In a short space of time Boyle gives us the “Deal” about what happened, what it meant to people, from rank and file to the high command and, what effect the spirit that sparked it affected the next few years of the war.
Don’t get the impression that it’s a syrupy waffle of sentiment, the poignancy of the thing is that for the men in many sectors it was business and usual, it is a brief attempt to show the truce in the way people saw it, leaving the reader to achieve their own opinion about it and about how to proceed from here. For those interested in finding out more there’s a helpful sources page at the back.

I found this one of the best E-reads I’ve ever read, well researched, thoughtfully written and convincingly told. It’s a great light Christmas read for military history fans, and would make an equally nice gift, and I highly recommend it for people wanting a little background and perspective.

Merry Christmas.

Book Review: The Bitter Trade by Piers Alexander.

The Bitter Trade “A scurrilous tale, one which warns rather than elevates, of title without value and no noblesse”




Paperback: 432 pages

Publisher: Tenderfoot (12 Jun 2014)
Language: English
ISBN-10: 099286450X
ISBN-13: 978-0992864507

Calumny Spinks. A crass, grimy unholy no-good, who by all rights should have ended up in a red coat or at the end of a noose, but by stint of his unfortunate luck, unfortunate breeding and unfortunate parentage ends up saddled as the hero of Piers Alexander’s debut novel Bitter Trade.

To say the hero is an anti-hero is to achieve high levels of understatement, if his life had not so far been a succession of cruel disappointments and calamities, so much so that he must be pitied, he would be the sort of guttersnipe true villains are made of. However I was pleased to see that the hero is accurately portrayed with some religious belief and prejudice common to the time, he’s not going to please many Catholic readers but I doubt Protestants are overjoyed with Perez Reverte’s brilliant Alatriste novels.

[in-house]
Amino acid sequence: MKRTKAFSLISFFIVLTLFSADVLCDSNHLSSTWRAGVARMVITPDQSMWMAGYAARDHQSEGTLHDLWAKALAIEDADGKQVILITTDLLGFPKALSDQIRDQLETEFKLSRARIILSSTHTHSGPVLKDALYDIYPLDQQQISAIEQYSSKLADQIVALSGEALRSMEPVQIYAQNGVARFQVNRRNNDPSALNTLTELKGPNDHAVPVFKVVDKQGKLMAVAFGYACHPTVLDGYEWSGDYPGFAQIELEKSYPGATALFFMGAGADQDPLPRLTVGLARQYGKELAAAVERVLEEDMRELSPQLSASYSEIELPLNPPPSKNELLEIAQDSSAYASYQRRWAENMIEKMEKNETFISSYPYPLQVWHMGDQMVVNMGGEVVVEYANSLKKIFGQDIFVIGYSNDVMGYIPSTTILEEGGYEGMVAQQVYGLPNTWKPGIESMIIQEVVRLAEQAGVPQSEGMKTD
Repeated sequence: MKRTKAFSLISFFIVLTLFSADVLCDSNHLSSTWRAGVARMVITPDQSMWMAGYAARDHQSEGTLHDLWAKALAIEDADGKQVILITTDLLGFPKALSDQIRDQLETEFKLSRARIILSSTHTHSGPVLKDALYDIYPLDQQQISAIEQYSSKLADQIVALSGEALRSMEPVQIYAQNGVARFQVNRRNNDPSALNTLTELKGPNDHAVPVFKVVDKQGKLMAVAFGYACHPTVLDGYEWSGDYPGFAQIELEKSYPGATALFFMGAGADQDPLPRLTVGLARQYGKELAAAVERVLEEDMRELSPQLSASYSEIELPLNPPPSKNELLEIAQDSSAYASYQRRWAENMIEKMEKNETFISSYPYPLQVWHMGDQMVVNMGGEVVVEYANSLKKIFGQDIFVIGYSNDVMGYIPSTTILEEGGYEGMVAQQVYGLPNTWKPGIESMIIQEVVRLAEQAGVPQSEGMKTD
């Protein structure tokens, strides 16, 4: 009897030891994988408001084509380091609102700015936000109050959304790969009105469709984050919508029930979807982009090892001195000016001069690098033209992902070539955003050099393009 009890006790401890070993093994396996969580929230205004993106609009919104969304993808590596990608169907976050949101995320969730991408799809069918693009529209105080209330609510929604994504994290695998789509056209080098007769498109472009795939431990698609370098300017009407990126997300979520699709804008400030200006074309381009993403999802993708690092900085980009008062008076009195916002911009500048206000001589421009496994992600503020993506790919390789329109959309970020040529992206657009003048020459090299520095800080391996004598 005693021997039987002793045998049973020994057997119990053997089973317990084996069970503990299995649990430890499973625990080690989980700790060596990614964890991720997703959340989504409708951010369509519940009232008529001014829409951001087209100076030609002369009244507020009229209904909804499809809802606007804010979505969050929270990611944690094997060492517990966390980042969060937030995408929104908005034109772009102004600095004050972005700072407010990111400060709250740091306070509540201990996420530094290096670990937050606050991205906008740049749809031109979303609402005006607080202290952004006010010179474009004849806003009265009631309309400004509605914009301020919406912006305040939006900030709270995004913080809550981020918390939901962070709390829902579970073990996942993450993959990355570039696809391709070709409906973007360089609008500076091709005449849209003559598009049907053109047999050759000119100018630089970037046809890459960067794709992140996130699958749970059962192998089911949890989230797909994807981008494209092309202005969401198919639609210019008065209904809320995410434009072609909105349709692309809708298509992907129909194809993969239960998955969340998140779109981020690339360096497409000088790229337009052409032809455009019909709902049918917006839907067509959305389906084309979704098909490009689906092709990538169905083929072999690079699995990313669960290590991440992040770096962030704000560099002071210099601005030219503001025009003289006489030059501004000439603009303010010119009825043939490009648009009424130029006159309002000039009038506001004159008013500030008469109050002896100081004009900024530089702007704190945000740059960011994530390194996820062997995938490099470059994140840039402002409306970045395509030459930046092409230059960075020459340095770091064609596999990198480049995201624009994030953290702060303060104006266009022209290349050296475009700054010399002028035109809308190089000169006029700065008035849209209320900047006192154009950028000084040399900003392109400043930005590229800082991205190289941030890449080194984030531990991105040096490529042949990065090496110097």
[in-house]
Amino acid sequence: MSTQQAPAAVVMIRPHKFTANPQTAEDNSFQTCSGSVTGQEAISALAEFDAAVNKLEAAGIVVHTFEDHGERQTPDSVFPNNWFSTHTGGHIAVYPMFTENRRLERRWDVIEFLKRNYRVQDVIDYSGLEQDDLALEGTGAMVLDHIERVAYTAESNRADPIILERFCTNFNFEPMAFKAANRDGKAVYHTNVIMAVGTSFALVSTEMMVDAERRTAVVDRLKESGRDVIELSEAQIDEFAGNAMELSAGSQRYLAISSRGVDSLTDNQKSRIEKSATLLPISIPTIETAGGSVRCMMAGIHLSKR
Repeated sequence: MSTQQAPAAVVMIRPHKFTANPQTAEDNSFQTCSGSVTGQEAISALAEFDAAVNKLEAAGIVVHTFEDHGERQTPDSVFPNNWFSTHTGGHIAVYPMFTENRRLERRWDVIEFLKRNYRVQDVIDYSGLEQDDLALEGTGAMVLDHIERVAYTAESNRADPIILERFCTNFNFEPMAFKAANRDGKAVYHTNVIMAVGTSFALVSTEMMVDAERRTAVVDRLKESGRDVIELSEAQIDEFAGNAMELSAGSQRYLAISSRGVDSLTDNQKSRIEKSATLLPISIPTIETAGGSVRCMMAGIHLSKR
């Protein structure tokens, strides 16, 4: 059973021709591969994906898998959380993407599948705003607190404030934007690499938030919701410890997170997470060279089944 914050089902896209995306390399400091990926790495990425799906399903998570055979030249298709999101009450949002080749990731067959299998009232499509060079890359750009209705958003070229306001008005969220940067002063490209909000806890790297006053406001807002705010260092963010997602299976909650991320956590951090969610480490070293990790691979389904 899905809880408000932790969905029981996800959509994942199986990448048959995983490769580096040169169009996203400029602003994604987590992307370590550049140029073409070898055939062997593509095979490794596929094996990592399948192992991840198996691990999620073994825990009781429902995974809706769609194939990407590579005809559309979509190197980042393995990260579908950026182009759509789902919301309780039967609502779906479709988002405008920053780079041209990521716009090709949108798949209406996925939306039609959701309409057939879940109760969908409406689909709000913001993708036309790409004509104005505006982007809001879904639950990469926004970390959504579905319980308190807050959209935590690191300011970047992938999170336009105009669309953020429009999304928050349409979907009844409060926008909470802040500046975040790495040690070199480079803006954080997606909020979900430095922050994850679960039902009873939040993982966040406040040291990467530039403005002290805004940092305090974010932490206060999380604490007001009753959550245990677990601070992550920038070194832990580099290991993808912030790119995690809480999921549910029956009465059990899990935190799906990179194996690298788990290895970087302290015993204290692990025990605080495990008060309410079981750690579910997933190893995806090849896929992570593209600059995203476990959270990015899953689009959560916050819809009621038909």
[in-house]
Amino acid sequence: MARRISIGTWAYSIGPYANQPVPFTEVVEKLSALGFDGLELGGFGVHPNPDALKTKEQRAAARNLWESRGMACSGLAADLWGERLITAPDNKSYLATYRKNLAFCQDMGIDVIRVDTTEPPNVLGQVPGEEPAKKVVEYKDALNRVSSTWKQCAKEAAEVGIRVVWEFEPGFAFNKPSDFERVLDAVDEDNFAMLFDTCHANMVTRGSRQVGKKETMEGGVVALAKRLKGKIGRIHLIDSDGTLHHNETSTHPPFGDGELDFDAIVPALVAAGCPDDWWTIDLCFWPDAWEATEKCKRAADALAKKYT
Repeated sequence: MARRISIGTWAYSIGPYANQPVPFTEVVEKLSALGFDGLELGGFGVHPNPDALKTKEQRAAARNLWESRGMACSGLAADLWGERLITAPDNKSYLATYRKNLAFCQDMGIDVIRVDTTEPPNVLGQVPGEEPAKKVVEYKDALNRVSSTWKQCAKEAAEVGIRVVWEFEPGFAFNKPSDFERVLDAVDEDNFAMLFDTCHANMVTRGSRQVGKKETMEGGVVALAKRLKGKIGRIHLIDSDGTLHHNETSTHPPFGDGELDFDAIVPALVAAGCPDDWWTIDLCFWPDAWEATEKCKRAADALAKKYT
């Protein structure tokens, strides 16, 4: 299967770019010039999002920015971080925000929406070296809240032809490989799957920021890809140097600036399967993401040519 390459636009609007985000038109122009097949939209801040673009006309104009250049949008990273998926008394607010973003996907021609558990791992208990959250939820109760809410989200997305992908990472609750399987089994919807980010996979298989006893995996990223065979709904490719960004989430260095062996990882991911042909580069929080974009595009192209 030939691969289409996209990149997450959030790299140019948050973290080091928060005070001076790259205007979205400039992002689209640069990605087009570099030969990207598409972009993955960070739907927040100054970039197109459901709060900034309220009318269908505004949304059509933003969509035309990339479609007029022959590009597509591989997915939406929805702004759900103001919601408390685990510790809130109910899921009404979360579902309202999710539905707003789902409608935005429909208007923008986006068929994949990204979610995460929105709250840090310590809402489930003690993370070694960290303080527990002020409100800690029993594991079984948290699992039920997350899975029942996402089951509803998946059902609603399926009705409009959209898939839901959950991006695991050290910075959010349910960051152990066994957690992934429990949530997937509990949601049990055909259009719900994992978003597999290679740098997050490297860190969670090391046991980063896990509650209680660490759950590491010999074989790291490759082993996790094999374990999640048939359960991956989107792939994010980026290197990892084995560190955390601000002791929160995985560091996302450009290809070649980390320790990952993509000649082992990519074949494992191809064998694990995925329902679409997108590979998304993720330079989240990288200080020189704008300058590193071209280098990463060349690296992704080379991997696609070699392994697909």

But as it is, his predicament is not his own doing, and it is because of this that one identifies with, him by commiserating with him. He inherits the sins of his father, whose secrets trap him as a nobody with no future, and so, angry at the world and eager to use anyone he can to become someone, he uses his smart mouth and striking looks (yes he’s irresistible to women) to cheat debt, death and ignominy. Alexander paints this likeable and unlikeable boy well, at war with the world and a mass of contradictions, he is a character well created.

The story is set against the “Glorious Revolution of 1688” and anyone who decides to set a novel in these usually overlooked times deserves a clap. Calumny and his associates are entangled in a mysterious web of intrigue and treason, the heart of which is artfully concealed, allowing for many twists and turns to keep you wondering what will happen next.

The book is a pseudo memoir, giving it immediacy, thus the language is deliberately archaic, but it is un-honeyed, threatening and hard in tone, and you shouldn’t get lost, and there are also modern plot devices to act as direction markers if you do. Coffee as you’d expect plays a central role, but its more the people who sell the bean rather than the drink itself that the book centres on.

It’s very well paced, flowing with the smoothness of java, even when things get complicated. It’s slow at first, then picks up speed and clarity, its chapter structure made it able for me to slice through chapters at a fast rate. It’s got a solid niche story, mostly rooted in history with bags of plot,  (enough to fill a coffee warehouse), lots of intrigue, grime and general sordid doings, vivid characters, and minute detail.

I think I could give a very precise guess at where one would look to find Calumny in 15 years, but I shall follow the example of so many of the shadowy characters in this book and keep it to myself. I shall look at you over my shoulder with a knowing smile and tap my nose secretively, then disappear into the shadows.

Happy reading.


Book Review: The Hollow Crown by Dan Jones.

Hardcover: 480 pages
Publisher: Faber & Faber (4 Sep 2014)
Language: English
ISBN-10: 0571288073
ISBN-13: 978-0571288076

The name Hollow Crown is not an uncommon one, but then Shakespeare has a knack of repeating himself in modern life and Historians like to help him along.